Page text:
How does globalization – including increased participation in global markets – affect how people relate to strangers?
The question is a surprisingly old one. Extending back to at least the 18th century, two contradictory views emerged about globalization's impact on social trust, according to University of Virginia sociologist Simone Polillo, who authored a new study on the topic.
The positive view holds that globalization is integrative and civilizing, increasing people's mutual dependence and leading to greater social trust. The negative view asserts that global competition is destructive and threatening, making people vulnerable to forces beyond their control and thus undermining social trust.
Polillo's new study finds empirical support for both views – suggesting, he said, that globalization is a complex phenomenon deserving a more nuanced examination.
He took several cross-national measures of nations' involvement in international markets and world society, along with measures of the degree of each country's democratic openness and domestic income inequality, and compared them with the results of a survey sample that asked 55,412 individuals in 41 countries, "In general, do you think that most people can be trusted, or can't you be too careful in dealing with people?"
He found that a nation's exposure to international trade decreases general social trust in the countries most exposed to it, while competitiveness in scientific production – a prestigious cultural activity – increases social trust. The study also finds that domestic income inequality undermines social trust, while a country's democratic openness is positively related to social trust. But the country's democratic openness matters less for social trust than the country's participation in science. And scientific production itself can be relatively independent from a country's wealth and level of development.
All of these effects have been hypothesized by various sociologists, but this study is one of the first to empirically test for these effects, explained Polillo, an assistant professor of sociology in U.Va.'s College of Arts & Sciences.
The study, "Globalization: Civilizing or destructive? An empirical test of the international determinants of generalized trust," was published online last week by the International Journal of Comparative Sociology.
The study uses individual and cross-national data from the World Values Survey and other sources on 41 countries for the 2005 to 2008 period.
The World Values Survey is the largest cross-national, statistically representative survey providing data concerning cultural attitudes and social change.
The sample's 41 countries include both countries that display high levels of trust, such as Norway, Sweden and Finland, where 60 percent of the population or more asserts to be trusting of most people; and countries where social trust is remarkably low, such as Turkey, Rwanda and Peru, with 6 percent or less of the population expressing trust toward most people.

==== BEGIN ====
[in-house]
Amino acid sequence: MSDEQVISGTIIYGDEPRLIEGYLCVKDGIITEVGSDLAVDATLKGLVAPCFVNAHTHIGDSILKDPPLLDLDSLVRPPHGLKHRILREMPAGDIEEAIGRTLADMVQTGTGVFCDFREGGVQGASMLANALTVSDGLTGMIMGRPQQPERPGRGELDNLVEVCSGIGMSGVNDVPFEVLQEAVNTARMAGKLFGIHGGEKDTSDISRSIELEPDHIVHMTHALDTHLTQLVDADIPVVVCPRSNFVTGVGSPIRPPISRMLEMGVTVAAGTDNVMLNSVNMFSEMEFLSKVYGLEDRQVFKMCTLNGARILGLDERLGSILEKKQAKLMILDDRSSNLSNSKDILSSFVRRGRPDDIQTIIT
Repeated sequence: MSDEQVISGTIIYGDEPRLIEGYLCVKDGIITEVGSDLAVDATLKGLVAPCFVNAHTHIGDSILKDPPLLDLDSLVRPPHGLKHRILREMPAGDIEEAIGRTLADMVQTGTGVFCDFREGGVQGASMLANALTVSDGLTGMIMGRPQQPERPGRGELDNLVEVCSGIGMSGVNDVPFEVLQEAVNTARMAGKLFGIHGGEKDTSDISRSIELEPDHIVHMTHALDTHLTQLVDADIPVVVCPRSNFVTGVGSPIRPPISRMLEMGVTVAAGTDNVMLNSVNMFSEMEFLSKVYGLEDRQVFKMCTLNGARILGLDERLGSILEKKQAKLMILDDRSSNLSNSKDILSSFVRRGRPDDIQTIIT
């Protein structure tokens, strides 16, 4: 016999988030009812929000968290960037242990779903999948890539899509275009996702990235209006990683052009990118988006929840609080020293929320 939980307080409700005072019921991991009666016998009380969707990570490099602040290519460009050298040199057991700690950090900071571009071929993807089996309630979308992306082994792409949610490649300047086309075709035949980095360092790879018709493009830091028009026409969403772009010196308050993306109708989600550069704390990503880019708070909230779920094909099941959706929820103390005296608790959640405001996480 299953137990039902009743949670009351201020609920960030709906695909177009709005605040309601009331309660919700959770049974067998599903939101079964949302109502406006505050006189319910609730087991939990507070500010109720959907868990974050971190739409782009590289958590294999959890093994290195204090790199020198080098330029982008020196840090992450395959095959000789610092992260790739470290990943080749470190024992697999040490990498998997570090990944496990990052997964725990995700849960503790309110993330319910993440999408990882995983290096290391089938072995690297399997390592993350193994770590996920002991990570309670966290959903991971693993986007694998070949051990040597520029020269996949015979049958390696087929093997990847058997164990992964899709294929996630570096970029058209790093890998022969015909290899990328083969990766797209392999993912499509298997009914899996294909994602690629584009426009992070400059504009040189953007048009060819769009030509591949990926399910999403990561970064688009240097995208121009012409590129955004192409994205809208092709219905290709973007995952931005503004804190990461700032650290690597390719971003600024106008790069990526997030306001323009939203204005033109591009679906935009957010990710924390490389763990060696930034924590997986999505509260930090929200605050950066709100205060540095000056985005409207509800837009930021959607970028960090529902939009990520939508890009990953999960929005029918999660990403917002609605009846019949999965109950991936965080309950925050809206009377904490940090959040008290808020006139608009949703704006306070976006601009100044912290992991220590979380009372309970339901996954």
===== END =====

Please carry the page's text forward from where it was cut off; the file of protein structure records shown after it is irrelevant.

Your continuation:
The study used several measures of each country's involvement in international markets and world society, including cosmopolitanism (measured by expenditures on tourism abroad as a percentage of gross domestic product), openness to global markets (measured with the ratio of the sum of imports and exports to GDP), participation in world society (measured by the number of international non-governmental organizations active in each country and a country-level count of scientific and technical papers per 100,000 people), and the degree of exposure to international trade competition (measured by "role equivalence in international trade," a complex and well-established metric, in this case based on country-level data on 55 categories of products exchanged in international trade.)
Cosmopolitanism, openness to global markets and the number of international non-governmental organizations active in each country were found to have no statistically significant relationship to a country's level of generalized trust.
The degree to which a country contributes to global scientific knowledge is positively associated with social trust. This is likely, Polillo said, because science embodies a cultural vision of a more rational and ordered society and improved social well-being that supports socially progressive policies like environmental protections, investment in education and protection of human rights.
"One of the main contributions of this paper is to break down globalization into more manageable aspects, and then empirically test how those aspects affect social trust, rather than assuming an overarching one-way relationship between globalization and social trust," Polillo said.
As in any examination of the effects of globalization, one of the great challenges is to separate the effects of globalization from the effects of those domestic institutions and factors that mediate globalization, such as a country's democratic openness and domestic wealth inequality, he said.
Future research should tease out what aspects of scientific research serve as conduits of social trust and what feedback loops exist between social trust and science and a country's democratic openness, the study notes. More research is also needed to further test and determine the specific mechanisms that link competition under globalization to decreased social trust. And more attention needs to be paid to the global and local determinants of inequality, the study notes.
– by Brevy Cannon